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OGIRISI: a New Journal of African Studies

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Rivers and ports in transport history of Cameroon, 1916-1961

Walter Gam Nkwi

Abstract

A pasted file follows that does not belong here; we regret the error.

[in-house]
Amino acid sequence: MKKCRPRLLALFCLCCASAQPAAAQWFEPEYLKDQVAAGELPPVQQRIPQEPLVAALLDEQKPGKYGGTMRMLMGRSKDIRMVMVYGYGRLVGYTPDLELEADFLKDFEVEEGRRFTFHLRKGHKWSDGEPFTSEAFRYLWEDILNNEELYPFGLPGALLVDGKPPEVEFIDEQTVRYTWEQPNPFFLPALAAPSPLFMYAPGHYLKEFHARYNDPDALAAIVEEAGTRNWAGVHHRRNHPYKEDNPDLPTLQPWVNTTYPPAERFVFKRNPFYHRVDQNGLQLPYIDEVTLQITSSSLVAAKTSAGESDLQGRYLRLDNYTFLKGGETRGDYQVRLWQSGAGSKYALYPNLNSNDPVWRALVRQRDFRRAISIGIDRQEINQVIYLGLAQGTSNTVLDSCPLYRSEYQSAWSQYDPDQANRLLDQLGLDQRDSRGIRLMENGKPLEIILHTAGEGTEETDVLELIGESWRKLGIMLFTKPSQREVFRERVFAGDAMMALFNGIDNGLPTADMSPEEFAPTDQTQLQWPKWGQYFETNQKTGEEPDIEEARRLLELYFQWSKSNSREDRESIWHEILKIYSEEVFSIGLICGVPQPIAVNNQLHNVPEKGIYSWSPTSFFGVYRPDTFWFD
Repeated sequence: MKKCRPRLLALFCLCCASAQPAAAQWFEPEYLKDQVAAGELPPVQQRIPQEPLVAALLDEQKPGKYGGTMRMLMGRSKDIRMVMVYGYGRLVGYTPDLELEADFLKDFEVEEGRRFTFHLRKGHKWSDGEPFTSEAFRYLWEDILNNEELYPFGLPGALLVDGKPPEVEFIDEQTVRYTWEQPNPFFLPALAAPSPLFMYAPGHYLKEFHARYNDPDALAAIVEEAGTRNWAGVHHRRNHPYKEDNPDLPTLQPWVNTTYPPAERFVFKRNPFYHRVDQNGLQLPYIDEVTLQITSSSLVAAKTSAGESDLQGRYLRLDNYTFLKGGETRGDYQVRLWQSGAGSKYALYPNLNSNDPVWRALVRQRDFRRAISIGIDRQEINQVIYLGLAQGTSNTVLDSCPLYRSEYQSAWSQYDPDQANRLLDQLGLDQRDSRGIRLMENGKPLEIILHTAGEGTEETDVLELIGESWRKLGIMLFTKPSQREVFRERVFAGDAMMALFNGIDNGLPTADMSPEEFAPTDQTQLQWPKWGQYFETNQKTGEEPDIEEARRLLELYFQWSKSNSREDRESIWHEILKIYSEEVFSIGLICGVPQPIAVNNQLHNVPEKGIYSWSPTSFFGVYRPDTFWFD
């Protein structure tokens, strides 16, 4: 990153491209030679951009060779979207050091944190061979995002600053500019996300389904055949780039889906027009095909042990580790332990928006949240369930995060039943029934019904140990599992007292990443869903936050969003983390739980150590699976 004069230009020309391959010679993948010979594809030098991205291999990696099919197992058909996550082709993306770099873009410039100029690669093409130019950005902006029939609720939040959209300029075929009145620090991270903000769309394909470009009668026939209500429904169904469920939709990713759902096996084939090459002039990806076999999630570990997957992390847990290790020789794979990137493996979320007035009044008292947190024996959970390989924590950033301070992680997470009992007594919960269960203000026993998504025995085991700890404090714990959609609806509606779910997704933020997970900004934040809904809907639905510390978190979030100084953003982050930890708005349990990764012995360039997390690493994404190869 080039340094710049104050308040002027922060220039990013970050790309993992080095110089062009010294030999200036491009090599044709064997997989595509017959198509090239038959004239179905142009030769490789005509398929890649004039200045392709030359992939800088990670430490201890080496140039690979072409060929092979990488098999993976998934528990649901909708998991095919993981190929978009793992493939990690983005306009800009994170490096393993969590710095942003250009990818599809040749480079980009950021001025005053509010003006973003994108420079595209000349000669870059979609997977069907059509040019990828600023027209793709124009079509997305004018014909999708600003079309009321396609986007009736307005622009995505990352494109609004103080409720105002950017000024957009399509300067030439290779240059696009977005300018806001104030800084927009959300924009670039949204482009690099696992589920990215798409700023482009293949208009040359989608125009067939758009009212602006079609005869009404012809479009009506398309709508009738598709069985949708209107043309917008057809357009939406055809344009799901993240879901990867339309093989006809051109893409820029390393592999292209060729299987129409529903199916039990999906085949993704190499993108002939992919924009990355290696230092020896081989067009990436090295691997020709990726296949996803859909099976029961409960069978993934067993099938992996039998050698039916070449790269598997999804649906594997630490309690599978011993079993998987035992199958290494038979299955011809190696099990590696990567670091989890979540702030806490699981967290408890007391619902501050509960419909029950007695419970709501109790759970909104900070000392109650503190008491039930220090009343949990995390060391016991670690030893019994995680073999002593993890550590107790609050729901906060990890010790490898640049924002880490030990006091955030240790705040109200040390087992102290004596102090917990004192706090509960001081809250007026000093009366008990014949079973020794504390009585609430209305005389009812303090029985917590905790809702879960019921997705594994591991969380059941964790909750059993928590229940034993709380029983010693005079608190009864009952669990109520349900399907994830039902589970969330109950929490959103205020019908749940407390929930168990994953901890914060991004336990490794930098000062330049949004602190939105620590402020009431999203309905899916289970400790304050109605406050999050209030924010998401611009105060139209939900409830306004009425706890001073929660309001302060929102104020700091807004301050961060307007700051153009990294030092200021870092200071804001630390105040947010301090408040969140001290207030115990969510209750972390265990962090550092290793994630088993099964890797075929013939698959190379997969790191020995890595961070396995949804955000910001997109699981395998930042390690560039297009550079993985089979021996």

In direct contrast to Europe, Asia and North America, Africa has very few navigable rivers. This paper focuses on the preponderant role played by water transport in the form of rivers and ports during the colonial period. Although not blessed with much navigable rivers and natural deep ports, the Colonial administration as well as the population of Cameroon depended so much on rivers and ports for their physical mobility, transportation of bulky goods, mails migration and above all European consumer goods which came in from Europe and were head loaded into the hinterlands. Therefore rivers and ports played economic, social and political roles. Despite these important roles, the place of rivers and ports has been relegated to footnotes in historical narratives of Cameroon. This paper therefore, aims at lifting rivers and ports from the footnotes of Cameroon history into the text. It confronts the importance of such a technological system to both the colonial administration and the indigenous population. What were the type of goods that were transported via rivers and ports? More crucial to the essay is the importance of the ports in the development of the cities and the migration of people into areas where ports were found. In what ways do we linked the ports and rivers to the global mobility of goods and modernity?




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